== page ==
|Publication number||US5361880 A|
|Application number||US 08/125,603|
|Publication date||Nov 8, 1994|
|Filing date||Sep 22, 1993|
|Priority date||Sep 22, 1993|
|Publication number||08125603, 125603, US 5361880 A, US 5361880A, US-A-5361880, US5361880 A, US5361880A|
|Inventors||Edward J. Bojas|
|Original Assignee||Eaton Corporation|
|Export Citation||BiBTeX, EndNote, RefMan|
|Patent Citations (9), Referenced by (15), Classifications (8), Legal Events (5)|
|External Links: USPTO, USPTO Assignment, Espacenet|
The present invention relates to torque converter by-pass elements of the type which are now employed in automatic transmission torque converters, and more particularly, to such elements of the type including a fluid coupling.
Torque converter type automatic transmissions have achieved widespread application and acceptance in motor- vehicles. Although generally satisfactory in this application, torque converter type automatic transmissions inherently involve a certain amount of slippage, and therefore, inherently result in losses in vehicle fuel economy. In an effort to minimize such slippage, and thereby increase fuel economy, efforts have been made to by-pass the torque converter with some type of relatively direct drive, which typically is activated when the vehicle is operating in the higher gear ratios, or above a predetermined vehicle speed. Although the term "by-pass" is used in regard to this type of element, those skilled in the art will understand theft the element is actually transmitting torque in parallel with the torque converter.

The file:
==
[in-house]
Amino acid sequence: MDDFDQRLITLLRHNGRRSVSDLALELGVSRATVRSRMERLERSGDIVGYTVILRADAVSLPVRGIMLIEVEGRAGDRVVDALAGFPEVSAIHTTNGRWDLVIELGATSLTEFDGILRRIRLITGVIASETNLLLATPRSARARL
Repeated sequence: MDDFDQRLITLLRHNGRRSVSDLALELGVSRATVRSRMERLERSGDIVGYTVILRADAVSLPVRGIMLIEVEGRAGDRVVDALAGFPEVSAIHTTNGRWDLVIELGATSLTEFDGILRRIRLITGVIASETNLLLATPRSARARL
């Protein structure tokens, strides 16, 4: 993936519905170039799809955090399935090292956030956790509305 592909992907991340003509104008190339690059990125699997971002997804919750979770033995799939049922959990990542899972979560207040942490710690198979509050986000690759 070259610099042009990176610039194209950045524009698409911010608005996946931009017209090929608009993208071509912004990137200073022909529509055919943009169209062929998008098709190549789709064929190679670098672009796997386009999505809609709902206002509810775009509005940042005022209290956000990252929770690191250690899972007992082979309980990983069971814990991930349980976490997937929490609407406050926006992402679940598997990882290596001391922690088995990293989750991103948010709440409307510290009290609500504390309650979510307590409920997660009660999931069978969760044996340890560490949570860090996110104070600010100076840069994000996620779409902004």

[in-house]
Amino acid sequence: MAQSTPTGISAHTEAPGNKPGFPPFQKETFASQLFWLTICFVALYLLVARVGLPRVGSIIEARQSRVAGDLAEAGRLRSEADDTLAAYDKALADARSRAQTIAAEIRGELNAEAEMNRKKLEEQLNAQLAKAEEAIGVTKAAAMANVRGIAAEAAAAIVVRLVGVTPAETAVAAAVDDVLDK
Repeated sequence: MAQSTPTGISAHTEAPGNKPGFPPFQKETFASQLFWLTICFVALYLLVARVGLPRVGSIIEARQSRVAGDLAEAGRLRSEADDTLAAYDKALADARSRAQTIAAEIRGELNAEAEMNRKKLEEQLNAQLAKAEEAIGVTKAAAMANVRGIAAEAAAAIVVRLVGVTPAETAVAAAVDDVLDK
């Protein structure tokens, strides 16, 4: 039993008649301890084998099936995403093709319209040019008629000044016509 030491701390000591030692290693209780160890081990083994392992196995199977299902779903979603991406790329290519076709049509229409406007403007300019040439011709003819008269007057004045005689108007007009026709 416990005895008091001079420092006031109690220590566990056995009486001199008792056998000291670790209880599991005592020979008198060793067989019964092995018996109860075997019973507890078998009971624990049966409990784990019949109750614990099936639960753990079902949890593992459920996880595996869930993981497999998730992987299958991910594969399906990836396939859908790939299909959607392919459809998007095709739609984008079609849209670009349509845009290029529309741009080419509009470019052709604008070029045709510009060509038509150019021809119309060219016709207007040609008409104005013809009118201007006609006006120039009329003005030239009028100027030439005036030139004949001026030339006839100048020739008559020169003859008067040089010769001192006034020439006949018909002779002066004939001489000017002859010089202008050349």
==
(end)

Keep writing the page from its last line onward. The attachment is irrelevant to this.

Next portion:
While such prior art direct drive by-pass elements have resulted in improvements in fuel economy, certain types of by-pass elements heretofore utilized have, under certain operating conditions, transmitted various driveline vibrations to the passenger compartment of the vehicle, causing degradation of the ride quality of the vehicle. In an effort to provide a by-pass element which would not transmit driveline vibration to the passenger compartment, those skilled in the art have utilized a viscous coupling as the by-pass element. Although the use of a viscous coupling as the by-pass element does serve to minimize the transmission of driveline vibration, it does still involve a certain amount of slippage and loss of fuel economy.
One type of device which is now well known to those skilled in the art, although not Vet in widespread commercial usage, is a device referred to as a "O-slip damper", an example of which is illustrated and described in U.S. Pat. No. 4,557,357, assigned to the assignee of the present invention and incorporated herein by reference. The O-slip damper of the above-incorporated patent is referred to as "O-slip" primarily because torque is transmitted through a pair of nested, helical springs, such that there is really no slip between the input and the output. However, there are oscillations and torsional vibration which must be damped, and for that purpose, the damper includes a viscous coupling capable of dampening oscillatory movement between the input and output.
Subsequently, similar devices have been developed wherein torque is transmitted initially (at relatively low speeds), and at relatively high levels of driveline vibration, through the torque converter, but with increasing vehicle speed (or decreasing drive line vibration), there is an increasing apply pressure tending to bias the entire damper assembly into frictional engagement with the torque converter housing, thus at least partially by-passing the torque converter. It has been determined that O-slip dampers engage over a very short time period, and therefore, the change from, for example, 500 rpm slip through the torque converter to 0 rpm slip through the O-slip damper also occurs over a very short time. The result may be a decrease in the quality of the ride, as perceived by the vehicle driver.